Take It All


There is something so beautiful about surrender...when God gladly takes from us what we cannot withstand any longer.

MARK: Take it All started when I was driving down the road and the melody idea came to me, we worked on it as a band but then played it for the producer of the album but he didn’t really like it. He challenged me a lot on the lyrics, which originally had the vibe of Isaiah’s cry, ‘Here I am, Lord’ but as I kept re-working it the theme became more of a cry out to God with a sense of frustration- being in the studio for so long in L.A. was quite frustrating, and the song was almost a plea to God saying ‘I’m at the end of my rope’ and ‘take it all, God, because I can’t take it any longer’. It’s a song about giving life up to God, often I’ll try to hold onto things and use my own talents and strengths to get by. So the song came from me realizing that I’m not in control but God is in control, so I want to give everything over to Him. I guess the strength of the song is a real testament to Howard, the producer, because he kept pushing me on those lyrics! 

DAVID: God wants everything from us.  It is all His anyhow but there is joy and blessing when we hold our lives open handedly.  Sometimes we are forced to do so by our own brokenness. There is something so beautiful about surrender, when God gladly takes from us what we cannot take any longer.

The Cost of Discipleship.

Have you ever realized that although salvation is the free gift of God, and that none of us can ever do enough to pay for our salvation, there is a cost to discipleship. Jesus paid the price for you on the cross, by willingly laying down His life. To bring you back to God, Jesus hung on a cross and said to His heavenly Father ‘take it all’ for the sake of the world. Truly following Jesus and living lives that glorify him will be costly. In Luke 14 Jesus talks to His disciples and uses the examples of a man building a tower and a king going off to war. He explains that in both of these situations, a careful estimate of the cost involved is necessary for success. He concludes by saying that ‘ in the same way, any of you who does not give up everything cannot be my disciple.’ (Luke 14:33)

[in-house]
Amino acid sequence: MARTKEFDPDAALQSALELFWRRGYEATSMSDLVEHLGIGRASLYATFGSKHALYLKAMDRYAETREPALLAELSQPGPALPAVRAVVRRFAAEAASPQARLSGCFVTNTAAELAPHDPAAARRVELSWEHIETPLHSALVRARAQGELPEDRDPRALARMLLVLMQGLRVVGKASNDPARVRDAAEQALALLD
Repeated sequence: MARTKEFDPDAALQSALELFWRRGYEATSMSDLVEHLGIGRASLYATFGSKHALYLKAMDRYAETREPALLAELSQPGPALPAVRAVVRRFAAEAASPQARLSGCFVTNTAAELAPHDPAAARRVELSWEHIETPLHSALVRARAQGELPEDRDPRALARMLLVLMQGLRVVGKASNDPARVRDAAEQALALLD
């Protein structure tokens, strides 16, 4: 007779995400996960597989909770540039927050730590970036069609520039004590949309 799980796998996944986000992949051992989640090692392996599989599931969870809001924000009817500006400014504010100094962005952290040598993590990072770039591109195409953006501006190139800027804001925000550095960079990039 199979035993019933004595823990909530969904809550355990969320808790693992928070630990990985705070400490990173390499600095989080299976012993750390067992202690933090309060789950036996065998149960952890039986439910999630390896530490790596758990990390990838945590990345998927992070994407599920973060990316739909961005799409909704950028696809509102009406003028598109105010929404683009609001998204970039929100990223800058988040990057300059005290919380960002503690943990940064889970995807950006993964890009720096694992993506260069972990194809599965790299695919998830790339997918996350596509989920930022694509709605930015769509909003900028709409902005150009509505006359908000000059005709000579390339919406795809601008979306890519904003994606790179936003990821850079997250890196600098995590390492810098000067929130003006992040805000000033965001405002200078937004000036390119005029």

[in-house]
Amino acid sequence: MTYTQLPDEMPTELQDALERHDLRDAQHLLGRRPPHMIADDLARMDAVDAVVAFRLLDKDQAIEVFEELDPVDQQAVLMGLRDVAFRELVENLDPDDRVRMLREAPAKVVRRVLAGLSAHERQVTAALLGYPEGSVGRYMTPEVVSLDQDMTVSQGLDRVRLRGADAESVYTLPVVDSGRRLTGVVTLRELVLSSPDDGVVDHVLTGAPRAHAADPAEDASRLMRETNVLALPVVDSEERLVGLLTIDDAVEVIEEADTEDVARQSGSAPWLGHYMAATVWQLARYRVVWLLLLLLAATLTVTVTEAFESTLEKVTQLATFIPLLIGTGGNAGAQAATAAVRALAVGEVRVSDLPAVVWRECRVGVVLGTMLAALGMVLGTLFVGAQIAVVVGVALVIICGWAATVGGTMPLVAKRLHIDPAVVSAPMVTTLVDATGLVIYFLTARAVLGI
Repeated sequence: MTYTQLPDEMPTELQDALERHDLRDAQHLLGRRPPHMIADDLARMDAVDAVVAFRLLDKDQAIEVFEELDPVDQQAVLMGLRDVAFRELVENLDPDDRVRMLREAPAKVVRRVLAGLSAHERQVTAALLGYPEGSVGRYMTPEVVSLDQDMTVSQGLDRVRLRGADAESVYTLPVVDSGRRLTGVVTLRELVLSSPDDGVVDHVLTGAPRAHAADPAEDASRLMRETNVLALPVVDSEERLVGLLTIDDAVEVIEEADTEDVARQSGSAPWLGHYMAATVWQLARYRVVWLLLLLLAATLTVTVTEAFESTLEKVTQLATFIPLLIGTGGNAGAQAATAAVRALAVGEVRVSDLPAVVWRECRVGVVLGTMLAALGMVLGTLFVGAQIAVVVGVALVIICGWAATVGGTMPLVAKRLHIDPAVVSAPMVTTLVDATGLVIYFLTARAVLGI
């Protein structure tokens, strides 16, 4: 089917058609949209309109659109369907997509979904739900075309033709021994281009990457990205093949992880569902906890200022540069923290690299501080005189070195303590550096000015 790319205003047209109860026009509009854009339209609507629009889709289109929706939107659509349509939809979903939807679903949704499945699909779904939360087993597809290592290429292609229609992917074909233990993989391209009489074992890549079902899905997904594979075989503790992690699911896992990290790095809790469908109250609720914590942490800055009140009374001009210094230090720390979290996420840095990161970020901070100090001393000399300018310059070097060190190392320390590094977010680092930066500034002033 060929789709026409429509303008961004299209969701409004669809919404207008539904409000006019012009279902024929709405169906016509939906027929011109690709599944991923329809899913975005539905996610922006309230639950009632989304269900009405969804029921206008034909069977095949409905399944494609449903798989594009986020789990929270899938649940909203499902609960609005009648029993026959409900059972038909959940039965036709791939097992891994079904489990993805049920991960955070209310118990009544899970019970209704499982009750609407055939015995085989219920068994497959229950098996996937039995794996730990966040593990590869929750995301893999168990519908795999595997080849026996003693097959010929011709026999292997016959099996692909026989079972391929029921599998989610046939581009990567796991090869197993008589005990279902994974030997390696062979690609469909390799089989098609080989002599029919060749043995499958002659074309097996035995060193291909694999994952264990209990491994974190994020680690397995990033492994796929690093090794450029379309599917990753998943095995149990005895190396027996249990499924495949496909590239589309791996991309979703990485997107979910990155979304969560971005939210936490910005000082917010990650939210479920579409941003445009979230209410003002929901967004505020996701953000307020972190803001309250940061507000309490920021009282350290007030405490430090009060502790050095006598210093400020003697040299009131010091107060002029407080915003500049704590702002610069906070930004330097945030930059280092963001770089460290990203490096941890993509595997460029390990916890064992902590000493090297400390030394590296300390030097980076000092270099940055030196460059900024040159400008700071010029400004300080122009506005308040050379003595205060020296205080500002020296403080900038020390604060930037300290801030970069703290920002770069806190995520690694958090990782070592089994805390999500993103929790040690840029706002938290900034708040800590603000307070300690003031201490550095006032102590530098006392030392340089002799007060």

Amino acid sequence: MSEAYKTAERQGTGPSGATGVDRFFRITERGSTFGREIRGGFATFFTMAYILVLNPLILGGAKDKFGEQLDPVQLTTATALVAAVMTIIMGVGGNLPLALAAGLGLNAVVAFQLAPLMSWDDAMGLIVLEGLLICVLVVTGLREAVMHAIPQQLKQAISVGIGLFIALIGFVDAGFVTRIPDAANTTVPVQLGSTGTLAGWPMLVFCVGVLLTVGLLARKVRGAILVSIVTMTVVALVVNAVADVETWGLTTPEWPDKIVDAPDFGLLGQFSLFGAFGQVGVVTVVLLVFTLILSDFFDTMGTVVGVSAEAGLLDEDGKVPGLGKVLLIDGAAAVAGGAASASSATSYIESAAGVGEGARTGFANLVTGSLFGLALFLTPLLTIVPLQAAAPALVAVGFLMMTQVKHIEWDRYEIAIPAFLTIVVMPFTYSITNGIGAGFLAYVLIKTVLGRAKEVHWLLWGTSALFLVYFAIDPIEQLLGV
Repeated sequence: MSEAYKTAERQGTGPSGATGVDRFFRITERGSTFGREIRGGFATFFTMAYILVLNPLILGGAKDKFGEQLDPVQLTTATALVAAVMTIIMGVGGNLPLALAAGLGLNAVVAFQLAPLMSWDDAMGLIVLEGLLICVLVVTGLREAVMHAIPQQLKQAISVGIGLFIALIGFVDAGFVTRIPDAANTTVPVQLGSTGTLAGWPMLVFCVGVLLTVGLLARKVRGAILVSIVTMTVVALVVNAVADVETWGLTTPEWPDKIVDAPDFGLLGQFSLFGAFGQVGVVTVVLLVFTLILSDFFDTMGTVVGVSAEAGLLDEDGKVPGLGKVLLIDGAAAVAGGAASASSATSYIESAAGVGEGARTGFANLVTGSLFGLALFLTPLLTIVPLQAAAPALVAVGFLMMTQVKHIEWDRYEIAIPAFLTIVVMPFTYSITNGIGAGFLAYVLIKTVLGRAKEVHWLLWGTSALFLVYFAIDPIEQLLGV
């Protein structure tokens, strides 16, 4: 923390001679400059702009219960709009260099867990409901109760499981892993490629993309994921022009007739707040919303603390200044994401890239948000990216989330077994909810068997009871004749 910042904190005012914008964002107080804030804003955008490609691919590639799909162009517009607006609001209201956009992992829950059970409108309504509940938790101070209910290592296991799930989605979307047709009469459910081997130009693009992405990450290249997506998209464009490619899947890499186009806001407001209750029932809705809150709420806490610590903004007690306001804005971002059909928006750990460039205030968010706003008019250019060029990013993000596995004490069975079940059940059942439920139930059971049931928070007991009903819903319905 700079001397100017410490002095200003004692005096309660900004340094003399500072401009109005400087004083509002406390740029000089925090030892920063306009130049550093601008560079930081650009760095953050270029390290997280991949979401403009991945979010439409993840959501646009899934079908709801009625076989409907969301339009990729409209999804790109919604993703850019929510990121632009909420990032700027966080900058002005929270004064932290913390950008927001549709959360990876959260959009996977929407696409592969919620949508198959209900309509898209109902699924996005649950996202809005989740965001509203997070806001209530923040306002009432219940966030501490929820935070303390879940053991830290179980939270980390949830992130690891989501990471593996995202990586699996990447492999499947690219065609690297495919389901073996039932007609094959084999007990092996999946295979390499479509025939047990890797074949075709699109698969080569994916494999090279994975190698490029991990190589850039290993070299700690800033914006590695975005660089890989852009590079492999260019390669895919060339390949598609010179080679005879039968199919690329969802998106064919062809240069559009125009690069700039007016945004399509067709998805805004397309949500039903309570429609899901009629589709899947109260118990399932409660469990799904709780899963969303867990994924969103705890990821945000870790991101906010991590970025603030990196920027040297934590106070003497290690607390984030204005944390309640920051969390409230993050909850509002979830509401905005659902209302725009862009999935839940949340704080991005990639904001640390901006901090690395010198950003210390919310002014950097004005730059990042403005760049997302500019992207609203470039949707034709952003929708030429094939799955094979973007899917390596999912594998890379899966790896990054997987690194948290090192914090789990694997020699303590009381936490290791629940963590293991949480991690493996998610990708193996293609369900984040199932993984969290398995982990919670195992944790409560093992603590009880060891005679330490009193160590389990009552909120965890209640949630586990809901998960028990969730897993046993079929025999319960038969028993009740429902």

On another occasion Jesus tells two very short parables to help explain the kingdom of heaven (Matthew 13.44-46). One of the parables concerns a laborer who finds buried treasure in a field, and the other parable concerns a merchant who discovers a pearl like no other he has seen. Both men go off to sell all their belongings in order to buy the riches they have discovered. If you have heard those parable before you might have thought that the behavior of these two men is extraordinary. They give up EVERYTHING they owned in order to obtain a treasure.

We read these parables and more often than not concentrate on the cost and not the reward. Both men truly believed that what they were getting was a bargain of a lifetime otherwise they wouldn’t have gone off and willingly sold all they had. Giving all might have been expensive, but the reward was worth it! That’s what Jesus meant when he told these parables. Living in the kingdom of God is a costly business, but it’s worth it! The reward is a fulfilled life of joy and peace now and a glorious eternity with the Lord. To truly appreciate and live in the fullness of that reward your response has to be total. You have to be willing to say to Jesus ‘take it all’ in order to enjoy the reward of kingdom living. The cost of discipleship is truly everything, but the reward is eternally greater.